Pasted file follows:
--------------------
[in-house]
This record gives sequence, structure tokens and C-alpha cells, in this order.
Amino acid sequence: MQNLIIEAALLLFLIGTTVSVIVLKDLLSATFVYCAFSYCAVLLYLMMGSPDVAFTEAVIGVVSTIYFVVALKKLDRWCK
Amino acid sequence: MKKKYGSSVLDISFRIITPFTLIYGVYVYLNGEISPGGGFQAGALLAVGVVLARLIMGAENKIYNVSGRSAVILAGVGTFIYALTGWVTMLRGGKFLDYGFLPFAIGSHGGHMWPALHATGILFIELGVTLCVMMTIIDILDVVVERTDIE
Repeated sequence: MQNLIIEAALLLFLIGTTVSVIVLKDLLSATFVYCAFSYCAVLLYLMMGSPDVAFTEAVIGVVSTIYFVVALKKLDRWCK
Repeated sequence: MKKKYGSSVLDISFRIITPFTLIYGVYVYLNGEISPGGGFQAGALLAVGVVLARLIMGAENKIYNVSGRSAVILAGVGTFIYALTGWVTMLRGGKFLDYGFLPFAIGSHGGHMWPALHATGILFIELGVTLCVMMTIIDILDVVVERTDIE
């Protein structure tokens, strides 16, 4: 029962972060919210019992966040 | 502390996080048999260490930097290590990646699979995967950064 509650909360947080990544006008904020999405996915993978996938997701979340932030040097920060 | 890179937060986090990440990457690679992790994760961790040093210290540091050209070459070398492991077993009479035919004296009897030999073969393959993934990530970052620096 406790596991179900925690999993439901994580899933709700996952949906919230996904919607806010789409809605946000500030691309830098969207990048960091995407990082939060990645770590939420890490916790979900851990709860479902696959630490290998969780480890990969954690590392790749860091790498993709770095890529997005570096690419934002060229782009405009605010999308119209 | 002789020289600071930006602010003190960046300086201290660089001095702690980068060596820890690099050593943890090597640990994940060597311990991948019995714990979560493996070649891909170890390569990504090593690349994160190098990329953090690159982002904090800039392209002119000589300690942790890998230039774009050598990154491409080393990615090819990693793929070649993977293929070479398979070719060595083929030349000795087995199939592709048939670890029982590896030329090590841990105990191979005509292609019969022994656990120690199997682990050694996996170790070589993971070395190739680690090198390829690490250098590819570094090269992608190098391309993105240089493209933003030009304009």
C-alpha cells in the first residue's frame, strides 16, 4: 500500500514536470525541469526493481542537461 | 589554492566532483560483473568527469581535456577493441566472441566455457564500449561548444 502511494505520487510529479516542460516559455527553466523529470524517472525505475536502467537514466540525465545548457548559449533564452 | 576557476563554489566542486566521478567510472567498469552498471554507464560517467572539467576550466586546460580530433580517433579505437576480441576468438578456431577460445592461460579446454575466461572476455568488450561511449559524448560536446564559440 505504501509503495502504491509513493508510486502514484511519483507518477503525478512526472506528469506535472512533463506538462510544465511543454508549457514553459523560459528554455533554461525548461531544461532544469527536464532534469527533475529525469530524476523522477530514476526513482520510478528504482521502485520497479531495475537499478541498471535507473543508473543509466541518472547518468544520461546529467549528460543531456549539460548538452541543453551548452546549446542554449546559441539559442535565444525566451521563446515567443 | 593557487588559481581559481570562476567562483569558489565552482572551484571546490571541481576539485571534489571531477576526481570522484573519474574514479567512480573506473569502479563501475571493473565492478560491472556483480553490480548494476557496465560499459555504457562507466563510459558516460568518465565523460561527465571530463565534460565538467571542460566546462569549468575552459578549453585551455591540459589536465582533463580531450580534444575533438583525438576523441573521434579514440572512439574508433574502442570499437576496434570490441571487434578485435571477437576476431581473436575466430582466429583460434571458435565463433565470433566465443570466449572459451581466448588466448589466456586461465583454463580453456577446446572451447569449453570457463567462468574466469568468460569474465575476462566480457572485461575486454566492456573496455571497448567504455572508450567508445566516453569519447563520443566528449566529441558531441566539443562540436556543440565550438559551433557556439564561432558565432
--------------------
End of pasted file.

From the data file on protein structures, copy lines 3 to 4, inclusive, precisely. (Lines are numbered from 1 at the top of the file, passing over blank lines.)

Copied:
Amino acid sequence: MQNLIIEAALLLFLIGTTVSVIVLKDLLSATFVYCAFSYCAVLLYLMMGSPDVAFTEAVIGVVSTIYFVVALKKLDRWCK
Amino acid sequence: MKKKYGSSVLDISFRIITPFTLIYGVYVYLNGEISPGGGFQAGALLAVGVVLARLIMGAENKIYNVSGRSAVILAGVGTFIYALTGWVTMLRGGKFLDYGFLPFAIGSHGGHMWPALHATGILFIELGVTLCVMMTIIDILDVVVERTDIE